Women of the spheres: Early American women rhetoricians
Early American women rhetoricians wrote, published, and edited essential texts that contribute to American rhetoric; however, many of these texts have been overlooked and lost. This dissertation reclaims, remaps, and analyzes a selection of early American women's editorials, treatises, essays, and conduct books and connects their unique rhetorical approaches to those of the first Sophists.
The feminist sophistic approach redefines the theory and practice of rhetoric to include women's works and a field of rhetoric more equitable toward women. A series of four feminist-sophistic criteria may be used to analyze early American women rhetoricians' works. First, a specific rhetorical method did not restrict early American women rhetoricians, and social circumstances shaped their rhetorical approaches; they expressed themselves in varied approaches and used available resources to argue for change. Second, early American women rhetoricians, similar to the Sophists, created knowledge through discourse, which they identified as an intellectual and collaborative method of generating and gaining knowledge. Third, early American women rhetoricians realized the power of language; as the Sophists needed language as a tool to reform a growing government, women needed language to create their sphere in a male-dominated world. Finally, early American women rhetoricians focused on creating better citizens, similar to the way in which the Sophists educated students in civic duty.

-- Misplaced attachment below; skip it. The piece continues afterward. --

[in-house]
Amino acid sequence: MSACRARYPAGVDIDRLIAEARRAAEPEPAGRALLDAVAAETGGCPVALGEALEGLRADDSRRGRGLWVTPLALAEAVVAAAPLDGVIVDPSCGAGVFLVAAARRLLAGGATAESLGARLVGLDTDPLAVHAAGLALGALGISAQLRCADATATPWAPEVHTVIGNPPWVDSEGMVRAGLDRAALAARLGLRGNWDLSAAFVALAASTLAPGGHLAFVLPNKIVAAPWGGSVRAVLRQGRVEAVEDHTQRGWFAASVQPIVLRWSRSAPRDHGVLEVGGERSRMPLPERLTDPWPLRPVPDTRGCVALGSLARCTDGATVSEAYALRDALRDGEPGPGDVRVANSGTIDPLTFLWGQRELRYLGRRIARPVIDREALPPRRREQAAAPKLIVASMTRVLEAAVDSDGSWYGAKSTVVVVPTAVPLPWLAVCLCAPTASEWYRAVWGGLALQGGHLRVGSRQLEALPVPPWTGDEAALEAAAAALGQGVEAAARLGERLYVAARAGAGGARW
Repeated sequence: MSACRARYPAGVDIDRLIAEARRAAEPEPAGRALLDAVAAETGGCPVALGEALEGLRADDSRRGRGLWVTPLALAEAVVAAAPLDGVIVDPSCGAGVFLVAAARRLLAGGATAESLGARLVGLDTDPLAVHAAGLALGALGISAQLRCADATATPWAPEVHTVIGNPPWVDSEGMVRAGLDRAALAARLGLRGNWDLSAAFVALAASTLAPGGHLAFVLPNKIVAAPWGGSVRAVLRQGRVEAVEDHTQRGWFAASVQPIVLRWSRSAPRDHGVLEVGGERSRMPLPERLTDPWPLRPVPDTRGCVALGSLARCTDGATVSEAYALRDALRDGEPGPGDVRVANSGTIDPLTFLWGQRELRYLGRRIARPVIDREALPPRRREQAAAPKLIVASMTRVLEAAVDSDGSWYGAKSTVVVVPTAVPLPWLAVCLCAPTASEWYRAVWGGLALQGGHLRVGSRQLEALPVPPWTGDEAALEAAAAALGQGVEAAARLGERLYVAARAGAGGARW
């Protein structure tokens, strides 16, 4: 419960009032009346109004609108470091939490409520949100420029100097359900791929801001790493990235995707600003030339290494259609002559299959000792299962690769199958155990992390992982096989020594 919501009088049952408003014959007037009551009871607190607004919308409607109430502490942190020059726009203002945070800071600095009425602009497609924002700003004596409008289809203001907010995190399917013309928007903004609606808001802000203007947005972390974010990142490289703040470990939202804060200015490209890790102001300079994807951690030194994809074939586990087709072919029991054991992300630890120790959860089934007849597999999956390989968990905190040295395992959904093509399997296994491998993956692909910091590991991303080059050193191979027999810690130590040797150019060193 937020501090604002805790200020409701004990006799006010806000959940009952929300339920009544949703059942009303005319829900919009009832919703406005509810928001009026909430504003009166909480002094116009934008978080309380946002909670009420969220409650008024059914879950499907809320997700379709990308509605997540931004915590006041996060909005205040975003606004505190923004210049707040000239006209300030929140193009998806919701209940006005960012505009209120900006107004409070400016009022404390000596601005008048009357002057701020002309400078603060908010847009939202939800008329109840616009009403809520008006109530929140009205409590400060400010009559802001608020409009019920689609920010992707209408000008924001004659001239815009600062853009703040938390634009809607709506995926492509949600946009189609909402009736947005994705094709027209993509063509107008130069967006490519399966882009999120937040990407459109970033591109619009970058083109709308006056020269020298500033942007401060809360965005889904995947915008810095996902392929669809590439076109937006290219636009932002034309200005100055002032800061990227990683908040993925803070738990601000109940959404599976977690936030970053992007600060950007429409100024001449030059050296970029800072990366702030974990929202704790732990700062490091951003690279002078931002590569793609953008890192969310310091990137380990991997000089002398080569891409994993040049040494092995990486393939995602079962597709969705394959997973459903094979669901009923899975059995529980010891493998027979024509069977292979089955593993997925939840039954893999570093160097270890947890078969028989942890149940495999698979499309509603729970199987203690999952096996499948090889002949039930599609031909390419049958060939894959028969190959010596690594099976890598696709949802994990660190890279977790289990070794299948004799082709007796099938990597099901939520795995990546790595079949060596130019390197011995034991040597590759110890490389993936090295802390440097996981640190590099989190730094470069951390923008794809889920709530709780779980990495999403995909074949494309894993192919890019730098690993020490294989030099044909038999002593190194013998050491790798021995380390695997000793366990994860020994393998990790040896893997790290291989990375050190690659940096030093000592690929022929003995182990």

This dissertation focuses on women in terms of their gendered rhetorical space. Women of the public sphere includes works by Margaret Fuller and the authors of the Lowell Offering and focuses on independence and equality, civic duty, reliance on scientific evidence, and polite learning and provided women with the opportunity to argue for female education, reform, and equality. Women caught between the spheres demonstrate how women's roles shifted from same and equal to different and equal. In this section the overlapping of rhetorical spaces is discussed through an analysis of works by Judith Sargent Murray and Sarah Josepha Hale. The third section, women of the private sphere, identifies women as a class apart from but equal to men and includes the analysis of conduct books by Catharine Beecher, Lydia Sigourney, and Lydia Maria Child.